and rendered an absolute ac
The court room was crowded
when the jurors tiled in, and a
death like stillness prevailed
when the foreman announced the
As the verdict of the jury was
read all held their breath in or
der to catch every word, and
when the import of the findings
was revealed a deep sigh seemed
to emanate from the assemblage
and Miss Hattie Artz, a sister of
the accused man, became hysteri
cal, and, falling upon the neck of
her brother sobbed with pure
No more affecting scene ever
took place in the court room of
Beltrami county, and when
Judge Spooner released the
prisoner the number of dry eyes
among those who were in attend
ance was very small.
Miss Hattie Artz, the sister of
the accused man, has been in at
tendance at the trial of her
brother throughout, and when
the announcement that he was
innocent came from the jury this
afternoon all of her pent up
emotions broke loose, and fling
ing her arms around his neck,
she expressed her feeling of joy
at his release more vividly than
could be expressed.
The case was- concluded last
night and the jury was charged
at 6:10. They returned the.ver
dict this afternoon a little after
2 o'clock, making over twenty
TH E NORT
Signs That Northern Minne
sota Will Make Rapid
EXTENSIVE RAILWAY BUILDING
PLANNED AND PERFECTED.
Operations of The Next Few
Years Will Work Great
There are signs that northern
Minnesota has entered upon a re
markable period of development.
Northern Minnesota is a new
country and the usual history of
a new country is that a few lines
of railway penetrate it only to
await a slow development of the
interior before much further
building is done. This has been
the history of northern Minne
sota, but there is evidence that
the period of slow development is
at an end and that within the
next few years the whole north
country will be threaded with
lines of railway.
The present year has been a
remarkable one for railway build
ing in northwestern Minnesota.
The Great Northern has extend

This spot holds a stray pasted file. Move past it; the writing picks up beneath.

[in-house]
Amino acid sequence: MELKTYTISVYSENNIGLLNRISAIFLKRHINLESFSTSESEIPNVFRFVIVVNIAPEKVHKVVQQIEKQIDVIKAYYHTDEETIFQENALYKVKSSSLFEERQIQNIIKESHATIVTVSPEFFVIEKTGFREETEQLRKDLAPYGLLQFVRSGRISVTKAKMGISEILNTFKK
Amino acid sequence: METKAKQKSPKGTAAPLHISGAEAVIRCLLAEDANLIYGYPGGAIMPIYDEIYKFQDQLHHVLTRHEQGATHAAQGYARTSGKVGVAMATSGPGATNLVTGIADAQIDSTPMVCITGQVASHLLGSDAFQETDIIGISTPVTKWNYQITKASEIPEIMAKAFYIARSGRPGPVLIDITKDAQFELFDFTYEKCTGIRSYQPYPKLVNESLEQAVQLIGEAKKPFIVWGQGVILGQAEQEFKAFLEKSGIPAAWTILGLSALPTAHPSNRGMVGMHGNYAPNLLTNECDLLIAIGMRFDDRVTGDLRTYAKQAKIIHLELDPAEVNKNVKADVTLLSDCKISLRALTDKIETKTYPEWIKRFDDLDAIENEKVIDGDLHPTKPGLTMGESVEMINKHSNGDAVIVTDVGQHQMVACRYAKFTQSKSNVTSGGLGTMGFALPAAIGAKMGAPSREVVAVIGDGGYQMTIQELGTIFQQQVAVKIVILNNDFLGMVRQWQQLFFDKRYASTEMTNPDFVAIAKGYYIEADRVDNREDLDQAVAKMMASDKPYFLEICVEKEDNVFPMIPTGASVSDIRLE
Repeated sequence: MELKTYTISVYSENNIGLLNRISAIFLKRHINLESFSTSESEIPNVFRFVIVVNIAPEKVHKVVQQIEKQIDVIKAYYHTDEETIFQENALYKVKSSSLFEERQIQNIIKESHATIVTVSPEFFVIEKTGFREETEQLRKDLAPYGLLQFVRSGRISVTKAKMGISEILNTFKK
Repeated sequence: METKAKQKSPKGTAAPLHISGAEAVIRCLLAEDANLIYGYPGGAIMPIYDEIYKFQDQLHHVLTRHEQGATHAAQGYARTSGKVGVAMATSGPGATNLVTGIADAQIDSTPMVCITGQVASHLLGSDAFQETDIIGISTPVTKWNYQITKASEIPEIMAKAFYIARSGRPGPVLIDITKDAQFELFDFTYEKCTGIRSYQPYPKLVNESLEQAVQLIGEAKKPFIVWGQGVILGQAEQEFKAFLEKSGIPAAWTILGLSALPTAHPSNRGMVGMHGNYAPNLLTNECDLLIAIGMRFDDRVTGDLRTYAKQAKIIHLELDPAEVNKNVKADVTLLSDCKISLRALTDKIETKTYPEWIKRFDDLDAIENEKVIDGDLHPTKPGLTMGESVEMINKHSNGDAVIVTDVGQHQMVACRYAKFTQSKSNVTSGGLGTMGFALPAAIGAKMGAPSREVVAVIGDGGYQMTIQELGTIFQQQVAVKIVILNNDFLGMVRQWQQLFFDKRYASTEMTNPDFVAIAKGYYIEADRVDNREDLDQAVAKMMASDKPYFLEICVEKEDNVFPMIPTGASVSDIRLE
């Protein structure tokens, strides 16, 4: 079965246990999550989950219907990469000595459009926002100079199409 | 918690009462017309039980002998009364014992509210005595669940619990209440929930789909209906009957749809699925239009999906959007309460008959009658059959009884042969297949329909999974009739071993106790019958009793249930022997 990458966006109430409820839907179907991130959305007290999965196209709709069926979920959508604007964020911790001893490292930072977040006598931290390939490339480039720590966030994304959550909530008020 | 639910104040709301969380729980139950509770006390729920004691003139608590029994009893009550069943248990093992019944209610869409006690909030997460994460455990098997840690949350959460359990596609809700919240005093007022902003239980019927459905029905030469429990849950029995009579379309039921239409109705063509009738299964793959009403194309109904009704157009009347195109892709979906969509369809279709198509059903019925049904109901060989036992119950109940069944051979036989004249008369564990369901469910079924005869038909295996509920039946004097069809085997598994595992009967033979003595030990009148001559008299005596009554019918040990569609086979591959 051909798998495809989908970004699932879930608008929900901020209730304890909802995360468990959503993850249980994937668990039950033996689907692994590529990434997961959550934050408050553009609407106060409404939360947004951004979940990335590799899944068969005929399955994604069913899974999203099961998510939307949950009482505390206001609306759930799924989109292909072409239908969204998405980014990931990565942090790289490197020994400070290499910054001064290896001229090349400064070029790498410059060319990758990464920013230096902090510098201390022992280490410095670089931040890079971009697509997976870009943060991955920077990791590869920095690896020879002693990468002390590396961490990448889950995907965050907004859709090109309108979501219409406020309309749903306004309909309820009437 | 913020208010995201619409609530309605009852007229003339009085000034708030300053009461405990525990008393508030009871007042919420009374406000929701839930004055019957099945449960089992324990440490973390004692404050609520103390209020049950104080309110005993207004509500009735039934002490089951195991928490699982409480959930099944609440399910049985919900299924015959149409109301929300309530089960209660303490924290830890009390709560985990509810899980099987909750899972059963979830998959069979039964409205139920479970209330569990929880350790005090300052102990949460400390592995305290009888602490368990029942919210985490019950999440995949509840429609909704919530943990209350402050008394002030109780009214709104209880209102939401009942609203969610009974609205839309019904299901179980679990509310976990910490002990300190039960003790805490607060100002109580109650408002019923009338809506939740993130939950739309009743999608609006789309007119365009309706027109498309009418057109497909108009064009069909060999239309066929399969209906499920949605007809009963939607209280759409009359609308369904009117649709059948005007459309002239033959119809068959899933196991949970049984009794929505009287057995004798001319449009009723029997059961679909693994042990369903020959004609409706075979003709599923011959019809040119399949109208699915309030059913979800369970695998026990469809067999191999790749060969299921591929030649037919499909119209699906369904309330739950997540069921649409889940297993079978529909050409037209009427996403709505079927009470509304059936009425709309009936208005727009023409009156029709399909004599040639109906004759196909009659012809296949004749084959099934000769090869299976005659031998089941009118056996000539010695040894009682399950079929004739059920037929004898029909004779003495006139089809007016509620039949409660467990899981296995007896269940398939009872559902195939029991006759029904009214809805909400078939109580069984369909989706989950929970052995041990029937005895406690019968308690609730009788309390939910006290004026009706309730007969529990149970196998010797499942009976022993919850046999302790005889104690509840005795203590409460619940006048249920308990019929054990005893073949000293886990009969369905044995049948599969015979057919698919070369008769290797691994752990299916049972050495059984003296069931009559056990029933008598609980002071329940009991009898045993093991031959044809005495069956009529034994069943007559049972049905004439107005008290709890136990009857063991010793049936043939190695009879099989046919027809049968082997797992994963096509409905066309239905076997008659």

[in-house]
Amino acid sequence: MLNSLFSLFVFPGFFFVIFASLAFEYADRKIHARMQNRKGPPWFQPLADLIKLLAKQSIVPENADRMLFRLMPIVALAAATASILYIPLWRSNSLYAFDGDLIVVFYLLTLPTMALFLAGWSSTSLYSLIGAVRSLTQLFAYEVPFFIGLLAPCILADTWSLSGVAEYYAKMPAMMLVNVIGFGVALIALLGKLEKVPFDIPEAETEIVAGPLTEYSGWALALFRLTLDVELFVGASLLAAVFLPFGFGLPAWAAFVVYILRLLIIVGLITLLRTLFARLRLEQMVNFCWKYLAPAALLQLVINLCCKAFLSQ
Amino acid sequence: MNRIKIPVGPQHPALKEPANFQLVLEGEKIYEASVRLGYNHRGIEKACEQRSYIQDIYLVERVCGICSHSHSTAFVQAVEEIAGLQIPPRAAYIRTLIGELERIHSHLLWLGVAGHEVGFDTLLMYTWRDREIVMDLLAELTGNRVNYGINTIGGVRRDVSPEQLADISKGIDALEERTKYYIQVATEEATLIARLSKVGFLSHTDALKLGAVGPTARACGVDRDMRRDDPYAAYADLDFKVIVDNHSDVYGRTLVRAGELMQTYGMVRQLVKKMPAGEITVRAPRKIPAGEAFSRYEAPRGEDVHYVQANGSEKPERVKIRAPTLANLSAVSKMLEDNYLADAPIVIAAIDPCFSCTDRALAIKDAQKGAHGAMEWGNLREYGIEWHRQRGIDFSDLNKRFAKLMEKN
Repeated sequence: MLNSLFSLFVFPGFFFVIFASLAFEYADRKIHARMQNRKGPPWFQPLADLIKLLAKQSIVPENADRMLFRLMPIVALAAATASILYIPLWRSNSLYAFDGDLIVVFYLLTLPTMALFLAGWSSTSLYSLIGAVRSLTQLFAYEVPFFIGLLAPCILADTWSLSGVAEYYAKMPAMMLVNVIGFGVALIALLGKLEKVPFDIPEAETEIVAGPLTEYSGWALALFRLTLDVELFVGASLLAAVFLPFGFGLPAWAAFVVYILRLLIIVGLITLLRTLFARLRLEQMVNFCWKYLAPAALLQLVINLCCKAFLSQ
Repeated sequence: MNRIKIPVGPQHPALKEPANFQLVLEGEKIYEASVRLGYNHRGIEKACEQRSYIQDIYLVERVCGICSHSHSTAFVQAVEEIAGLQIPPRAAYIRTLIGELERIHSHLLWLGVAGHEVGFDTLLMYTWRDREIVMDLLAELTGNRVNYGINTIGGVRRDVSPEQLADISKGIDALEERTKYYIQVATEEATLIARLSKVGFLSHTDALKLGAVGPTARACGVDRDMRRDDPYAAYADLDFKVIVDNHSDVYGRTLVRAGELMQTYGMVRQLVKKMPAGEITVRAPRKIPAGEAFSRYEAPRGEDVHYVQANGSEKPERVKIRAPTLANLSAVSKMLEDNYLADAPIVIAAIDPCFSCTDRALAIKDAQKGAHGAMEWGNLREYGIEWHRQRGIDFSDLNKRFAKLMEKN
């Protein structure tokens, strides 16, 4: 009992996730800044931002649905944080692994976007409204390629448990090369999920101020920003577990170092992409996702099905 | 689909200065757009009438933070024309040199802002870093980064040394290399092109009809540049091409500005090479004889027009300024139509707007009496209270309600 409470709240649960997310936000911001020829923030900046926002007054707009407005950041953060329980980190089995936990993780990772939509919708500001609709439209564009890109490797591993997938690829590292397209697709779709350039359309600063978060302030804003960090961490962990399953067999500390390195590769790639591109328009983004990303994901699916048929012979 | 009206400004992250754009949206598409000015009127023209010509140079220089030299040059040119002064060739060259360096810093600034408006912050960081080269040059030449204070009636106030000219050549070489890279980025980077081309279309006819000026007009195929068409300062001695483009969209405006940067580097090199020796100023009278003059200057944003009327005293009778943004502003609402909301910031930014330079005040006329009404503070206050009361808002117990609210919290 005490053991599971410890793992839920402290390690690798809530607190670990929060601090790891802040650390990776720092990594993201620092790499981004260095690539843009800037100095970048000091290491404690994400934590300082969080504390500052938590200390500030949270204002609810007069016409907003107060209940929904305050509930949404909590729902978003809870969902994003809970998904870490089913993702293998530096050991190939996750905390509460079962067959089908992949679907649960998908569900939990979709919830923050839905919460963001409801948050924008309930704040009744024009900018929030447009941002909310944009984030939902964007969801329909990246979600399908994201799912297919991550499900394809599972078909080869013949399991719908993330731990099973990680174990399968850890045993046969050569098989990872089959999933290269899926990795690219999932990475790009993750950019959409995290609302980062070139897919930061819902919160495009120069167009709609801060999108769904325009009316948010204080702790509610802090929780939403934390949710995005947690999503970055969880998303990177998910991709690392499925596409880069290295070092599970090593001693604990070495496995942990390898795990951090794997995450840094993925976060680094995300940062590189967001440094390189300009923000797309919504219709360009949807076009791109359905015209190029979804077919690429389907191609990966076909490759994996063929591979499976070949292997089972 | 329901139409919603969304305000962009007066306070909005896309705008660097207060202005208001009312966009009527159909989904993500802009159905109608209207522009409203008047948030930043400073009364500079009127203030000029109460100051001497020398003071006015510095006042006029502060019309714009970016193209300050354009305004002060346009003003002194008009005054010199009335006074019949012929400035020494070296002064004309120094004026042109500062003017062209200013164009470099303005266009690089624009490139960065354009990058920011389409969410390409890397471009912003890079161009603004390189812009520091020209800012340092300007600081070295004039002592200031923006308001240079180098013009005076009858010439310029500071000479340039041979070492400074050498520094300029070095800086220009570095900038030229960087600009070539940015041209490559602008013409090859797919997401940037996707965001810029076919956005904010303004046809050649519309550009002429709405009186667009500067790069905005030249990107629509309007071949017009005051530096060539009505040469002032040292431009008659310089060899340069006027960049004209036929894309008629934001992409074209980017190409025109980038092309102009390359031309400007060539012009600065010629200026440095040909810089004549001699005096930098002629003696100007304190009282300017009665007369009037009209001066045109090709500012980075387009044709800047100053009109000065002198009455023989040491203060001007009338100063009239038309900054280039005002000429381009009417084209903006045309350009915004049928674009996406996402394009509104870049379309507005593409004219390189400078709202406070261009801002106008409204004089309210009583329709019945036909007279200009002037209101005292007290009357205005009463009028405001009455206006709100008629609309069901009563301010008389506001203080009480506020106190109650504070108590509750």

ed its line from Thief River Falls
north into the Roseau country
while the Soo has built from
much further south to Thief
River Palls and then across the
Red River Valley to Hallock.
Both roads are now surveying
branch lines directly across Mar
shall county for the Red river.
In addition the Great Northern
is constructing a direct line into
Red Lake county crossing its
Duluth line about two thirds of
the way between Bemidji and
It seems quite probable that
fully as much railway building
will take place in central north
ern Minnesota year. The
old Red Lake railway will be
built south to Bemidji, tapping
and developing a rich farming
and timbered section of Beltrami
com ty, while the extension of
the Minnesota & International
north from Northome cannot
much longer be delayed. It is a
well known fact also that the Du
luth South Shore & Atlantic is
seeking a route through this sec
tion and it is whispered that
still another road has designs on
the north country. The con
struction of the M. & I.v
ARTZ IS ACQUITTED
Jury in Artz Murder Case Returns
Verdict of Not Guilty This
from Kelliher, while not now
probable, is still a possibility and
competition with other roads
may cause it tc be built much
hours that they spent in determ
ing the fate of Artz.
Mr. Artz feels very enthusias
tic over the outcome or the trial
and expressed himself to the Pio
neer this afternoon in the most
emphatic manner. He said that